ber of the party which is out. The highest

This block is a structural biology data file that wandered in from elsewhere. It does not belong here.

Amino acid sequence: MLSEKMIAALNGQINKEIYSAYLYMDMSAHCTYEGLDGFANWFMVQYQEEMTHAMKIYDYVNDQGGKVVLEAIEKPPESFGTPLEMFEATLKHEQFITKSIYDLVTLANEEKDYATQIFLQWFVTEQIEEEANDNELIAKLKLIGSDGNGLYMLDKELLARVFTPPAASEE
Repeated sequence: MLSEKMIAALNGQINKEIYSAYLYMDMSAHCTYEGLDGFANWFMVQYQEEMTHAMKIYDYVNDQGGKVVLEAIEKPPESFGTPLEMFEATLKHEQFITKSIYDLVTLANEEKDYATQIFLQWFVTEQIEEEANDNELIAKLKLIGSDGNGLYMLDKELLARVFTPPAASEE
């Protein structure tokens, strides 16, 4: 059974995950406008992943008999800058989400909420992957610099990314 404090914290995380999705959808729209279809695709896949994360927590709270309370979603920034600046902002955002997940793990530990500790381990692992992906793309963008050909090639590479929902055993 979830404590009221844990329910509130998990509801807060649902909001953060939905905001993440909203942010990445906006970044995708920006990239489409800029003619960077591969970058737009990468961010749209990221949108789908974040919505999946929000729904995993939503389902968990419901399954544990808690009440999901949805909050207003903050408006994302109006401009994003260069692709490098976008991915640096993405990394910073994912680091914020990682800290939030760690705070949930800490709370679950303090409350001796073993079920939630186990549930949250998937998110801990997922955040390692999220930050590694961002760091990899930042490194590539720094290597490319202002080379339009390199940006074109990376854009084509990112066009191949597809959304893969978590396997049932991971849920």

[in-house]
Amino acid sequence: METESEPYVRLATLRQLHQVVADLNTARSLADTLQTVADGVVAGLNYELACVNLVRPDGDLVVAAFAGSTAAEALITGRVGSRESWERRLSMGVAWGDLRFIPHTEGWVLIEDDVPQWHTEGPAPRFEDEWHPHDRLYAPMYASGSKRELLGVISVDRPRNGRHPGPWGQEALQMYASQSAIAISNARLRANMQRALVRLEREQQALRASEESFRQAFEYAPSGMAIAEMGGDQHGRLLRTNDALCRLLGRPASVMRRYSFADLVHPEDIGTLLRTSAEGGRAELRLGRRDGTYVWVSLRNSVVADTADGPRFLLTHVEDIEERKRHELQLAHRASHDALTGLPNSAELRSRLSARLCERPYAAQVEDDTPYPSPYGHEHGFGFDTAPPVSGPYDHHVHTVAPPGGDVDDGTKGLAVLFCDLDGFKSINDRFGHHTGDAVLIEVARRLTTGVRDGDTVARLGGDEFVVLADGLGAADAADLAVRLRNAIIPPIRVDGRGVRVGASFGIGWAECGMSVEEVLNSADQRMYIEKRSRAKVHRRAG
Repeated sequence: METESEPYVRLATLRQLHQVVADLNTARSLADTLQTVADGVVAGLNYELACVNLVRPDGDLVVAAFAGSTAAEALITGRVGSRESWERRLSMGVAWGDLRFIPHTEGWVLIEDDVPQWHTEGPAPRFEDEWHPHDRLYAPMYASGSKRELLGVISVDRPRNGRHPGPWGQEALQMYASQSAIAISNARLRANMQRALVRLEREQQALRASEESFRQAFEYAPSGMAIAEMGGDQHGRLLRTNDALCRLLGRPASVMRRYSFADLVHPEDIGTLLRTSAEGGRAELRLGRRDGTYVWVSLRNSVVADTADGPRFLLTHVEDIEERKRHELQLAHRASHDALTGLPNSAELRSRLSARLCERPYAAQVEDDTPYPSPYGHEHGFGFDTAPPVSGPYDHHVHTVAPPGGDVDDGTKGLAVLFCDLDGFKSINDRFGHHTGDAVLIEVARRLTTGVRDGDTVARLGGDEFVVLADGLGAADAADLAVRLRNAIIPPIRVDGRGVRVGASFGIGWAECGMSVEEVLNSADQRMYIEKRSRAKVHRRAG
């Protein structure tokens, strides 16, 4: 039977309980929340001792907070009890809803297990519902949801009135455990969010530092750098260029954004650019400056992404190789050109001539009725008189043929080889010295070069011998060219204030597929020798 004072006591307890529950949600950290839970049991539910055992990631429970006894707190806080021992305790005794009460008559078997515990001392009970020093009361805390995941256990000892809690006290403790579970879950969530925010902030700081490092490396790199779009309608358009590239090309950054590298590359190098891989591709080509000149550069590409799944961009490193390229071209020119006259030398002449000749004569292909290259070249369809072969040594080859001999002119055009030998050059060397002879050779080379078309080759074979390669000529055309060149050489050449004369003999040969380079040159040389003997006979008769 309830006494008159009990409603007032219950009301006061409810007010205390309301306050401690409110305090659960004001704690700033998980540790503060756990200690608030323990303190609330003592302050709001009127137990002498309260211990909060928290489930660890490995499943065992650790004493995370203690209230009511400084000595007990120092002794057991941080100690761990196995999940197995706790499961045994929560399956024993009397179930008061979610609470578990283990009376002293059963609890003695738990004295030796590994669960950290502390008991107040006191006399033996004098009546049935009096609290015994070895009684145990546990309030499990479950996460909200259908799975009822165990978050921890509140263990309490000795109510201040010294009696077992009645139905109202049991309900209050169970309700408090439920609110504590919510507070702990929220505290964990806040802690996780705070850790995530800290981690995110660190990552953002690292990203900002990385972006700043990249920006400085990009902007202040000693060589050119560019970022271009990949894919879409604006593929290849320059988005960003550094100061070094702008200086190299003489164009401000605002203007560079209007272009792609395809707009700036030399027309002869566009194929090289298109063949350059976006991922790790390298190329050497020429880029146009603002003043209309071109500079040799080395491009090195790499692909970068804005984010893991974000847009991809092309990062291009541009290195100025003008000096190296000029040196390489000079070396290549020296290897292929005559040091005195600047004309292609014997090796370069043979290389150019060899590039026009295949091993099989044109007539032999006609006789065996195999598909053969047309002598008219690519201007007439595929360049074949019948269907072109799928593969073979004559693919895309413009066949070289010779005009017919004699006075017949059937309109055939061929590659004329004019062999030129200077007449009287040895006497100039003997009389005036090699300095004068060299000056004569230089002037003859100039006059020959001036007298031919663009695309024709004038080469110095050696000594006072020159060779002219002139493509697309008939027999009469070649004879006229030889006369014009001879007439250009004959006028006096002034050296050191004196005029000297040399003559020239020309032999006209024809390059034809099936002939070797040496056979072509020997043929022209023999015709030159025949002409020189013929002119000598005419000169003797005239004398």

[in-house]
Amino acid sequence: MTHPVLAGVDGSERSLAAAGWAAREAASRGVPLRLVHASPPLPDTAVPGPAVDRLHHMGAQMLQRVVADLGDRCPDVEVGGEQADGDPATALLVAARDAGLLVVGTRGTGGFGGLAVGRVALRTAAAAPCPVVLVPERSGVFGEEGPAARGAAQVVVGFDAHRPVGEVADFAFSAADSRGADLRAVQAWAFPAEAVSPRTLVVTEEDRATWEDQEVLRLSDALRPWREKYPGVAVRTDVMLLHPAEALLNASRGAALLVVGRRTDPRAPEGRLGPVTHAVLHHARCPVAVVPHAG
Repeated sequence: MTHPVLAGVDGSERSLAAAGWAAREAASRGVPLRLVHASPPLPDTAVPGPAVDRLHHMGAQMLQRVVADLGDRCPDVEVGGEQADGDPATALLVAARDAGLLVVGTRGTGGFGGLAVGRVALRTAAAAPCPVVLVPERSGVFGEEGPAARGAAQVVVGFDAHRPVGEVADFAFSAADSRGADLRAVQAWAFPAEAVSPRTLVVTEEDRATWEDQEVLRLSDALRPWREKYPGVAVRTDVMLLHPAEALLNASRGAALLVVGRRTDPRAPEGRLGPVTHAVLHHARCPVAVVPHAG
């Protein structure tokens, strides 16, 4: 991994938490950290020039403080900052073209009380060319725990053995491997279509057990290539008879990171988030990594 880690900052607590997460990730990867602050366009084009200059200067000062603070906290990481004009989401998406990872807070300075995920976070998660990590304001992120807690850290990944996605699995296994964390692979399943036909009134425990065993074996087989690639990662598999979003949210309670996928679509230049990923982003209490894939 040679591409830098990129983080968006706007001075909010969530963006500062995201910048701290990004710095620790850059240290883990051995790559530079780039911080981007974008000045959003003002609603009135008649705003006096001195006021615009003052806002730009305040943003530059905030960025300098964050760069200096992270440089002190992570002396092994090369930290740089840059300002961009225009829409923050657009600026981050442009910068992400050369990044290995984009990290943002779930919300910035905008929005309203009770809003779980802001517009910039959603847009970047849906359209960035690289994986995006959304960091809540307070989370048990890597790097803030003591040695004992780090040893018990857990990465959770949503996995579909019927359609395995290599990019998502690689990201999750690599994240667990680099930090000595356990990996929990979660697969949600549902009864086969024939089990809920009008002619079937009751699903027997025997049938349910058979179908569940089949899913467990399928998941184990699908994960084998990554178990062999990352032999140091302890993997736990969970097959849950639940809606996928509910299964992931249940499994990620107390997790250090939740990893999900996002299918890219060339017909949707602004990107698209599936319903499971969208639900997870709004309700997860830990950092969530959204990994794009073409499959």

favour which the existing administration can of politicians, who had considered themselves expect from him is, that he will not discard as placed under sentence of perpetual excluthem. But, if he joins the Opposition, all his sion from office, and who, in their despair, had associates expect that he will promote them; been almost ready to join in a counter-revoluand the feelings which men entertain towards tion, as the only mode of removing the proone from whom they hope to obtain great ad scription under which they lay, now saw with vantages which they have not, are far warmer pleasure an easier and safer road to power than the feelings with which they regard one opening before them, and thought it far better who, at the very utmost, can only leave them to wait till, in the natural course of things, the in possession of what they already have. An crown should descend to the heir of the house heir-apparent, therefore, who wishes to enjoy, of Brunswick, than to risk their lands and in the highest perfection, all the pleasure that their necks in a rising for the house of Stuart. can be derived from eloquent flattery and pro- The situation of the royal family resembled found respect, will always join those who are the situation of those Scotch families in which struggling to force themselves into power. father and son took opposite sides during the This is, we believe, the true explanation of a rebellion, in order that, come what might, the fact which Lord Granville attributed to some estate might not be forfeited. natural peculiarity in the illustrious house of In April, 1736, Frederic was married to the Brunswick. “This family," said he at Council, Princess of Saxe-Gotha, with whom he afterwe suppose after his daily half-gallon of Bur- wards lived on terms very similar to those on gundy, “always has quarrelled and always which his father had lived with Queen Carowill quarrel, from generation to generation.” line. The prince adored his wife, and thought He should have known something of the mat- her in mind and person the most attractive of ter; for he had been a favourite with three suc- her sex. But he thought that conjugal fidelity cessive generations of the royal house. We was an unprincely virtue; and, in order to be cannot quite admit his explanation ; but the like Henry the Fourth and the Regent Orleans, fact is indisputable. Since the accession of he affected a libertinism for which he had no George the First, there have been four Princes taste, and frequently quitted the only woman of Wales, and they have all been almost con- whom he loved for ugly and disagreeable stantly in opposition.